Academic journal article Brookings Papers on Economic Activity

Central Bank Independence and Inflation

Academic journal article Brookings Papers on Economic Activity

Central Bank Independence and Inflation

Article excerpt

One of the most studied types of policy reform is the introduction of CBI. Theoretical work in the early 1980s argued that when unanticipated changes in monetary policy can reduce the rate of unemployment, the government will be unable to commit to low inflation, and consequently inflation will be suboptimally high. (36) Kenneth Rogoff's proposed solution to this problem, namely, to delegate monetary policy to a conservative central banker, established a theoretical rationale for creating independent central banks. (37)

A large number of empirical studies over the past fifteen years have examined the impact of CBI on inflation, economic growth, and a variety of other variables. (38) Some early studies used a measure of de jure CBI (we describe the construction of the various measures of CBI below) and exploited cross-sectional variation within OECD countries. (39) Alberto Alesina and Lawrence Summers report a near perfect negative correlation between inflation and de jure CBI. (40)

This de jure index of CBI was further developed by Alex Cukierman, Steven Webb, and Bilin Neyapti and extended to seventy-two independent countries over the period 1950-89. (41) Using their index in pooled time-series and cross-sectional regressions, that study and another by Cukierman show that the negative correlation between de jure CBI and inflation does not hold for a cross section of developing countries, although they confirm the earlier negative correlation for developed countries. (42) They also show that their index of de facto CBI (based on the turnover of central bank governors) is negatively correlated with inflation in developing countries, but not significantly correlated with inflation in developed countries. (43)

Nevertheless, other studies find very different results. Using updated data, Christopher Crowe and Ellen Meade do not find the same correlations. (44) Marta Campillo and Jeffrey Miron argue, as does Thomas Oatley, that the correlation between de jure CBI and inflation is not robust to the inclusion of various covariates, such as measures of openness or the government deficit. (45) Oatley, Gabriel Mangano, James Forder, and King Banaian, Richard Burdekin, and Thomas Willett also document that the results depend on the subjectively coded details of CBI measures and are not generally robust. (46)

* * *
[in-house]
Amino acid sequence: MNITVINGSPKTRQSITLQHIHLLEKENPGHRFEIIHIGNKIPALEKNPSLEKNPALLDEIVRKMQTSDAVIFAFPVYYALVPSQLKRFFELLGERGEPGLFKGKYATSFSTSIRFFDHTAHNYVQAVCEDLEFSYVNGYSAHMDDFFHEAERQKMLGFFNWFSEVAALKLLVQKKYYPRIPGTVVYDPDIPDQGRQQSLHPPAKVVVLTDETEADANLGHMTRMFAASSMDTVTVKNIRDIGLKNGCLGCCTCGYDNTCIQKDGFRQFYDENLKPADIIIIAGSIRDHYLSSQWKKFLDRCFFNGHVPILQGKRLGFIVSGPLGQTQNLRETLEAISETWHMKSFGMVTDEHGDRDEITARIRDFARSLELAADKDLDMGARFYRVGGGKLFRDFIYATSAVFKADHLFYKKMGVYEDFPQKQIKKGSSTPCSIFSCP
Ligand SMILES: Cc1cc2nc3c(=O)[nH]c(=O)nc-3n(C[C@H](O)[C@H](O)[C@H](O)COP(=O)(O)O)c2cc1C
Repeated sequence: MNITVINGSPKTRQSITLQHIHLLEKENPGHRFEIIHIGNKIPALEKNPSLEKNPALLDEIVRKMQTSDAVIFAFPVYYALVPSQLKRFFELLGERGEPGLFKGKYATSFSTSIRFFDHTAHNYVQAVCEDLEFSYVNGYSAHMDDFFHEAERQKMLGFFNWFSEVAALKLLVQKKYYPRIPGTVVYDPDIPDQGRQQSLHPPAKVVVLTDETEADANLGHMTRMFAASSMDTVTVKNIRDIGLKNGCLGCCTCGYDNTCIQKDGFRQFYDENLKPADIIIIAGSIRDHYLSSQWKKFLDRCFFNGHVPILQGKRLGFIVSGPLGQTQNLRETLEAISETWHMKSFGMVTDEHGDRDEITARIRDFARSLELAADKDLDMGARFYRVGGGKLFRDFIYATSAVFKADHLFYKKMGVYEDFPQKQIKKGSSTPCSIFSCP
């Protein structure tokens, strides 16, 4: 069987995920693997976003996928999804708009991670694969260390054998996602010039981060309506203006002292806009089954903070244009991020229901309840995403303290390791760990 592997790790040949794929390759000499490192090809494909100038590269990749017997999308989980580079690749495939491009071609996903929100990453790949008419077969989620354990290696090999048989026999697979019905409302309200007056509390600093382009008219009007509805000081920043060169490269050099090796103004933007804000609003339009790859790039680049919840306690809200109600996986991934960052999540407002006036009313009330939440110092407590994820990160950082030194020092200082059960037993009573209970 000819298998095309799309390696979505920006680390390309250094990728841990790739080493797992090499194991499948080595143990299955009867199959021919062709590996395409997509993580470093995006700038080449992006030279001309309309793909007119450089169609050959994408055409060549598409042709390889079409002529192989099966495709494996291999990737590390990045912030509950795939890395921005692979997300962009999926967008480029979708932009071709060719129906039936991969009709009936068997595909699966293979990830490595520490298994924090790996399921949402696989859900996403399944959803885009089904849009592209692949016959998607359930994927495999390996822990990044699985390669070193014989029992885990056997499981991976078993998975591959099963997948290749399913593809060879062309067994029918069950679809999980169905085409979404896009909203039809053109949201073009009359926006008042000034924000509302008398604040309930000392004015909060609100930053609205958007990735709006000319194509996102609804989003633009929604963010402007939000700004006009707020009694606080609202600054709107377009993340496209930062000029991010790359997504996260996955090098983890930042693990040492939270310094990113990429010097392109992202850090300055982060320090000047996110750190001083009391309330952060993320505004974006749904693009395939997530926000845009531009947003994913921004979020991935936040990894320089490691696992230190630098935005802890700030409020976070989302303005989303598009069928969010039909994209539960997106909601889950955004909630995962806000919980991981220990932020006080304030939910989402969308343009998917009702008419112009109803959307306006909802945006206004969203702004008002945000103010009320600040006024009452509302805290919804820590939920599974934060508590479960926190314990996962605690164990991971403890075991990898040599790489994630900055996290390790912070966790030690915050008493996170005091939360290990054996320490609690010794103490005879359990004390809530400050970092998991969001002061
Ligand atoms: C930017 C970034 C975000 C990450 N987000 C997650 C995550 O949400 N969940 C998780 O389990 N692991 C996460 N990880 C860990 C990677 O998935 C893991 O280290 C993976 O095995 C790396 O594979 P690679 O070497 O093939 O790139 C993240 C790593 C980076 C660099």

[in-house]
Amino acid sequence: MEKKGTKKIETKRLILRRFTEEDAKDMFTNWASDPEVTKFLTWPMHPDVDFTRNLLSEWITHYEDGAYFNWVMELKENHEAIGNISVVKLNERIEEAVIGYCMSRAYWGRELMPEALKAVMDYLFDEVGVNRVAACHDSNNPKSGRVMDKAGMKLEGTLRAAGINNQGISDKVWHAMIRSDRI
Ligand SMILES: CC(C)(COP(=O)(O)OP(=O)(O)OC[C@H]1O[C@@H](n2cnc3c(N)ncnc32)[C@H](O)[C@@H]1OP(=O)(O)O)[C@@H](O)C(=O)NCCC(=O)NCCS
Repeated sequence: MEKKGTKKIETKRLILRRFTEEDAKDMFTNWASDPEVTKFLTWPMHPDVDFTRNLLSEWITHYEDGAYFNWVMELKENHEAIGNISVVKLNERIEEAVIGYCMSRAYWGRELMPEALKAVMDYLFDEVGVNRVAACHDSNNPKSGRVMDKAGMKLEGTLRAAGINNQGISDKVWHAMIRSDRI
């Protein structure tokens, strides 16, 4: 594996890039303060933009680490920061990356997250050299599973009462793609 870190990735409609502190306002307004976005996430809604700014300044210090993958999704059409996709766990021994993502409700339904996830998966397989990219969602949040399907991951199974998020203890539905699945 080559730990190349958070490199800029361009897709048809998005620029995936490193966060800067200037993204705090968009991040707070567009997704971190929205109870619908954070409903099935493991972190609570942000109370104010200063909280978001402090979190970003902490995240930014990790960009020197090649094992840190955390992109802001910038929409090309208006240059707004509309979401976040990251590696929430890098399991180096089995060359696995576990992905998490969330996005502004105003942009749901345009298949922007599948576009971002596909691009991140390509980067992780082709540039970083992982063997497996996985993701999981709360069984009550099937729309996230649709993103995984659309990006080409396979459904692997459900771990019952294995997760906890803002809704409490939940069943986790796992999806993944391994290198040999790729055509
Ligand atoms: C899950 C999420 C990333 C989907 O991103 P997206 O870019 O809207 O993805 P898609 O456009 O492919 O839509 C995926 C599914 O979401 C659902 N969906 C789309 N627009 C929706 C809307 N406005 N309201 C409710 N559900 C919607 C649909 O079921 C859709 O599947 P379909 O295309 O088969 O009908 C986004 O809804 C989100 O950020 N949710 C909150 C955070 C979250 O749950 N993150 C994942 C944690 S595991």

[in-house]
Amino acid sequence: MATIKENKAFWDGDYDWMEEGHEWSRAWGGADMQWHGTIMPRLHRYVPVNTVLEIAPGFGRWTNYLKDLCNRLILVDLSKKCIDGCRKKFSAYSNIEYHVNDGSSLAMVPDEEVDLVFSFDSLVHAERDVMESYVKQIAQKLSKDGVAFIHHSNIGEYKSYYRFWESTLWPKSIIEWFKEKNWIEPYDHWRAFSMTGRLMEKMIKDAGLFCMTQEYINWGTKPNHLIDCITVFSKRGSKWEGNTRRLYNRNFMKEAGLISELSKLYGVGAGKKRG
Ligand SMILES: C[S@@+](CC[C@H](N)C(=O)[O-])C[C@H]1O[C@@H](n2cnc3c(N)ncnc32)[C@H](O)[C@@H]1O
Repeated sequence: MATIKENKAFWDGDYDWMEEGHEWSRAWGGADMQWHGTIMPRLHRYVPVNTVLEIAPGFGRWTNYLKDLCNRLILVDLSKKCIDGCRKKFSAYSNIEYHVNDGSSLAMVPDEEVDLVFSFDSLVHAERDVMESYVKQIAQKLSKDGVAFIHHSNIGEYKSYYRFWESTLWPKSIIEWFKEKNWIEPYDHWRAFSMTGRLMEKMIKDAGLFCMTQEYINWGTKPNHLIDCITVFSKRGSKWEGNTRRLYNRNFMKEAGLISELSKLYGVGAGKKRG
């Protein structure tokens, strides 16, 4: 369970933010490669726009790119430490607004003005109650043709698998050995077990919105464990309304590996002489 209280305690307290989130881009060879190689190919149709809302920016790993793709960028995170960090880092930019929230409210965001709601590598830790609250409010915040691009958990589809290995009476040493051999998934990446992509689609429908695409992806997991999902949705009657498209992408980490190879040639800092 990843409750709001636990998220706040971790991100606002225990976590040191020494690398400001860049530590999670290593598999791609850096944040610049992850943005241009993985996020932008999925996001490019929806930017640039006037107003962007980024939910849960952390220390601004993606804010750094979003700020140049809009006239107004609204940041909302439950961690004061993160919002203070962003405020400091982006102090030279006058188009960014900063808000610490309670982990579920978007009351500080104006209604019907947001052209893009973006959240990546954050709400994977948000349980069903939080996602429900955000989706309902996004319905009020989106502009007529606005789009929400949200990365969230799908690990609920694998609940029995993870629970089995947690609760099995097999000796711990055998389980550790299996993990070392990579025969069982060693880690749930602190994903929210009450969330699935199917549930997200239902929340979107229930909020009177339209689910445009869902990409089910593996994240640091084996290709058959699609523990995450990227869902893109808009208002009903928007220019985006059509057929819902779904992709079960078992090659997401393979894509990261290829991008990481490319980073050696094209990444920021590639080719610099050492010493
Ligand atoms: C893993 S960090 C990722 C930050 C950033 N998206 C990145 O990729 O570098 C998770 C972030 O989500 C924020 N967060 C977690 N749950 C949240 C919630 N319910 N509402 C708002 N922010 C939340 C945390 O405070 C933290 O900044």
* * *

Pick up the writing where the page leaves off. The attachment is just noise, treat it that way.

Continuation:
Philip Keefer and David Stasavage, (47) in work related to this paper, argue that CBI will be effective only if it cannot be reversed, and that this will happen only if there are political checks and balances. In their empirical work they interact a measure of checks and balances from Thorsten Beck and coauthors with CBI and find that introducing CBI increases inflation unless checks and balances are sufficiently strong. (48) Their work, like much of the rest of this literature, exploits only cross-sectional variation. This strategy makes omitted-variable bias potentially quite severe, since the countries that have introduced CBI typically have different macroeconomic equilibria than the rest.

In contrast to almost all of this literature, we focus on within-country variation. Although not a panacea against omitted-variable bias, fixed-effects panel data regressions provide more convincing and more relevant conditional correlations, focusing on whether inflation declines following the introduction of CBI. Using such regressions, we will show that the introduction of CBI appears to be associated with declines in inflation in countries with intermediate political constraints. The benefits of CBI in more developed economies appear to be more limited. (49)

The Motivating Theory

In this section we use a simple model to clarify our approach to the political economy of reform, and we derive hypotheses concerning the circumstances under which CBI should have a significant impact on inflation. Our purpose is not to contribute to the theoretical literature on the political economy of reform, but rather to highlight why specific institutional reforms might have different effects depending on the constraints facing politicians. …

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